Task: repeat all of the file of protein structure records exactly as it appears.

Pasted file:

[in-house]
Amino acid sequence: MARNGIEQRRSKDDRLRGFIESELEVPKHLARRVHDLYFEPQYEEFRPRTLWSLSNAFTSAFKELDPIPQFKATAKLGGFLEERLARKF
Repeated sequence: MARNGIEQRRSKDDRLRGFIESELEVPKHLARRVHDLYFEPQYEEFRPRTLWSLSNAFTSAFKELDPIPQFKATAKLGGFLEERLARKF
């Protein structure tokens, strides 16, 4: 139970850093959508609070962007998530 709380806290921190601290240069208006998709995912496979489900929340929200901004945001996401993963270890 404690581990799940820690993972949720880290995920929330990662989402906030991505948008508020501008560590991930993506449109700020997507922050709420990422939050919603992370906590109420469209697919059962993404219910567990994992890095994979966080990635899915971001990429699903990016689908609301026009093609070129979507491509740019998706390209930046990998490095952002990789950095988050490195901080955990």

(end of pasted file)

[in-house]
Amino acid sequence: MARNGIEQRRSKDDRLRGFIESELEVPKHLARRVHDLYFEPQYEEFRPRTLWSLSNAFTSAFKELDPIPQFKATAKLGGFLEERLARKF
Repeated sequence: MARNGIEQRRSKDDRLRGFIESELEVPKHLARRVHDLYFEPQYEEFRPRTLWSLSNAFTSAFKELDPIPQFKATAKLGGFLEERLARKF
């Protein structure tokens, strides 16, 4: 139970850093959508609070962007998530 709380806290921190601290240069208006998709995912496979489900929340929200901004945001996401993963270890 404690581990799940820690993972949720880290995920929330990662989402906030991505948008508020501008560590991930993506449109700020997507922050709420990422939050919603992370906590109420469209697919059962993404219910567990994992890095994979966080990635899915971001990429699903990016689908609301026009093609070129979507491509740019998706390209930046990998490095952002990789950095988050490195901080955990």